Second Draft Made Public: Science Standards in Texas

A new proposal drafted November 12, 2008 was finally made public just recently. Texas has been the center of attention for many special interests when it comes to revising their school standards in science. There is quite a lot of information to sort through and most likely I will not get to it all in this post.

I agree to a certain degree with David M. Hills, Professor of the University of Texas. Some of the draft standards are confusing to the concepts of scientific theories and scientific hypotheses. But there is confusion about scientific law too…

Here are the big three in science studies…

1) Hypothesis

2) Scientific Theory

3) Scientific Law

These three items even confuse future teachers of science who have embraced evolution. In a post I presented awhile back called; Educator Alarmed Over Trainees Understanding of Science. It revealed some interesting facts about what future science teachers knew about the “big 3.”

Of course David M. Hillis who is on the expert panel as he contributes to the new proposal. His interest of course is more in trying to strengthen the belief in evolution to even a more dogmatic standard…He states…

“YYThe standards for the grade 9-12 Physics course —112.47 (a) (2) — get it right: “A hypothesis is a tentative and testable statement that is based on observation. Students should know that scientific theories, unlike hypotheses, are well established and highly reliable, but they will still be subject to changes as new areas of science and new technologies are developed.”LL

This is good, but additional explanation may be needed here, given the common misunderstanding of the meaning of scientific theory. Students should know that scientific theories are based on a huge body of scientific investigations, and that scientific theories represent scientific consensus based on an evaluation of the sum of scientific evidence (typically from hundreds of thousands of scientific investigations across many decades or even centuries)…”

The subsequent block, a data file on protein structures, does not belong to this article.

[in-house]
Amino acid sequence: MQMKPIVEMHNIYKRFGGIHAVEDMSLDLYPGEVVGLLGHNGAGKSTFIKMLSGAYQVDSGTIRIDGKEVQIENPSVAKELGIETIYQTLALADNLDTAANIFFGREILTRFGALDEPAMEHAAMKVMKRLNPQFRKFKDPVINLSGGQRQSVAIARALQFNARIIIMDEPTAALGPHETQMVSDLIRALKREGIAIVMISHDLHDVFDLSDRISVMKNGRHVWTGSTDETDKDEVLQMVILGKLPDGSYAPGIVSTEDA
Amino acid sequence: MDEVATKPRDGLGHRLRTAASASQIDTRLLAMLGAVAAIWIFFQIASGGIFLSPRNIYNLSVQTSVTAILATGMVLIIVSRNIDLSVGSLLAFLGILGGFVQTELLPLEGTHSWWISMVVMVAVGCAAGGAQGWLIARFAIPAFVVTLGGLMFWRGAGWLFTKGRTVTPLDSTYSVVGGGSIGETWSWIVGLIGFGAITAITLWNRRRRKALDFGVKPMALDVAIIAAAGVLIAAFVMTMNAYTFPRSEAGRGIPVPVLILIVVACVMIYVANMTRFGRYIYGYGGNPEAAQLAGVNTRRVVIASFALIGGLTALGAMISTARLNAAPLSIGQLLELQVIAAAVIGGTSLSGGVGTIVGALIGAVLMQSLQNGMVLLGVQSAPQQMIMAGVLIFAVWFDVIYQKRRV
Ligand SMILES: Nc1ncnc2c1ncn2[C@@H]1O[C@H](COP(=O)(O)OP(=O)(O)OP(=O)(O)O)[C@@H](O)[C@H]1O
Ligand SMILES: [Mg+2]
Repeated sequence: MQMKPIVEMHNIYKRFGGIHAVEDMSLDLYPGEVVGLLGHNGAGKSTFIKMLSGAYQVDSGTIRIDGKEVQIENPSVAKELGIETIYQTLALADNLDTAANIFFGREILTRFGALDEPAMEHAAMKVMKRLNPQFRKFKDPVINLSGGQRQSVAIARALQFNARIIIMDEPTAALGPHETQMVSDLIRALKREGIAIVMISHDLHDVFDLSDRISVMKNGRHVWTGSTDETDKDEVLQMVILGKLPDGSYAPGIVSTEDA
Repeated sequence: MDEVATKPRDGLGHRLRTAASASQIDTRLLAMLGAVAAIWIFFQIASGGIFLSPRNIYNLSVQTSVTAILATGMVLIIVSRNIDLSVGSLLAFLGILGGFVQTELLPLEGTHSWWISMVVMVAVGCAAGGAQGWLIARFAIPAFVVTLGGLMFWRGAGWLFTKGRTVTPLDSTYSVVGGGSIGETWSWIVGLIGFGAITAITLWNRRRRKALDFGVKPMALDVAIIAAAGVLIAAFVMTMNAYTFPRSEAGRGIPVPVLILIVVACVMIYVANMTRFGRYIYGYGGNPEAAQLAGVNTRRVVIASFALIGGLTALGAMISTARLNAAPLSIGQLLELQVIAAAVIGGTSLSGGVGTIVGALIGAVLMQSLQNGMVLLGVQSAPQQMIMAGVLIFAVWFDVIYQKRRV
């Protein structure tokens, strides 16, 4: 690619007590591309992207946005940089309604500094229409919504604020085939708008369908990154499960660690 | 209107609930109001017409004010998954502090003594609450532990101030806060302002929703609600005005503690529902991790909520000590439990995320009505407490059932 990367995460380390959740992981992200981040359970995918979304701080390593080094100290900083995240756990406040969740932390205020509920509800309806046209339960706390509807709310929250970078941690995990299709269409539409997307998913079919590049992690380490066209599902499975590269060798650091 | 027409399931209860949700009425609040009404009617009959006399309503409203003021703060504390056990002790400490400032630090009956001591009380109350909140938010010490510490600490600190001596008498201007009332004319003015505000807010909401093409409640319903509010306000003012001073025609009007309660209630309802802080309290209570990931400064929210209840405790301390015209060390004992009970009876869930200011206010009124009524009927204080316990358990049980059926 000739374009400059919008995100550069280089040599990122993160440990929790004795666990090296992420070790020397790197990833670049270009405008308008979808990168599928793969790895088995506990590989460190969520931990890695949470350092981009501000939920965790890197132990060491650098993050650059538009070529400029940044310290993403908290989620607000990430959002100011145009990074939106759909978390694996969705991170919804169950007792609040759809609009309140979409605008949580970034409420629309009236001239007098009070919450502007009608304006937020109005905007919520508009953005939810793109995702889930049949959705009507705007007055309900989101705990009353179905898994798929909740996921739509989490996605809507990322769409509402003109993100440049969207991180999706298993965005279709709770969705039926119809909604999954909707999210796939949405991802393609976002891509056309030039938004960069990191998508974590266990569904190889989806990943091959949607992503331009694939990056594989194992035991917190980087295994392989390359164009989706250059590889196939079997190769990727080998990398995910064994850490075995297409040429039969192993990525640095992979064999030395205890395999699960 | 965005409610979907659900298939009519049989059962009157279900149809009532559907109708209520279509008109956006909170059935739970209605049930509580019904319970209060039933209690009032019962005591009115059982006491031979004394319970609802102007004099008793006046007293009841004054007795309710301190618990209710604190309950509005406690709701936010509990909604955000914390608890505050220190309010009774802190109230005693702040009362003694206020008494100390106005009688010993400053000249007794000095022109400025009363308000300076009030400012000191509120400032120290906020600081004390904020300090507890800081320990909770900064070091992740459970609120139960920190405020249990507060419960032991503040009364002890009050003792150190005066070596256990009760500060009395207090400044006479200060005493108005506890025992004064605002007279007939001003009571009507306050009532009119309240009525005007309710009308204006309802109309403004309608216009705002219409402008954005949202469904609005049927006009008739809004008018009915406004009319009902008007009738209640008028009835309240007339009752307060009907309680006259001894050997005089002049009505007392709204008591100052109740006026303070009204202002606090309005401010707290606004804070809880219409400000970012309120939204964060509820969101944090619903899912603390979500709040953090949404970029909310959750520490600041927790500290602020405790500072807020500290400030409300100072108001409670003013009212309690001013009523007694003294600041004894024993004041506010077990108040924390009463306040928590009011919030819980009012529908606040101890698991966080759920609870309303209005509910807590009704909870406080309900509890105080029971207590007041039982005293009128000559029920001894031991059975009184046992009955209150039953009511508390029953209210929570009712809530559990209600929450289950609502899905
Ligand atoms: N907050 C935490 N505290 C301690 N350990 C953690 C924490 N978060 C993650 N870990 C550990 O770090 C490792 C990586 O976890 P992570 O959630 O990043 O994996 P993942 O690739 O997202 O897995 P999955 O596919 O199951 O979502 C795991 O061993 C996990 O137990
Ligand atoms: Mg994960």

The concept of theories being considered factual for a period of time, then some changed due to obvious new evidence which doesn’t fit the theory, has been around a long time. Some claim that only means the theory pertaining to naturalism is incomplete.

More about the science standards in Texas…

“Scientific explanations must be based on naturally occurring phenomena, and must be cable of testing by multiple independent researchers. If scientific explanations are based on purported forces that are outside of nature, scientist have no way of testing those explanations. Unless a proposed scientific explanation is framed in a way that some observational evidence could potentially refute it, that explanation cannot be subject to scientific testing.”

The word used “purported forces” sounds pagan. God is not a “force” to Christians. The term does suggest indirectly that science has disproved the supernatural. Purported means; reputed or claimed; alleged: We saw no evidence of his purported wealth. This term should not be used in the science standards.

Anyway, Stephen Meyers who is another expert on the panel in Texas, points out, scientists often provide evidence which gives a preference to a theory over another without totally falsifying the less favored theory. Having a scientific theory based on falsifiability and reputability as a requirement for scientific status would remove other theories from their scientific status, Meyers argues.

Clearly there is bad things contained in the current status of the proposal. Each side is not quite happy with all of it’s form. There is however some good teaching methods for science in the proposal which I might go through in future posts.

As for right now, I suggest people display their viewpoints by emailing: curriculum@tea.state.tx.us

You must specify…

• the course or grade level
• specific numbered Knowledge and Skill (KS) statement
• specific lettered Student Expectation (SE).

Christians are especially encouraged to give their viewpoints about the science standards in Texas. So go ahead, write what you think, make your voices known!



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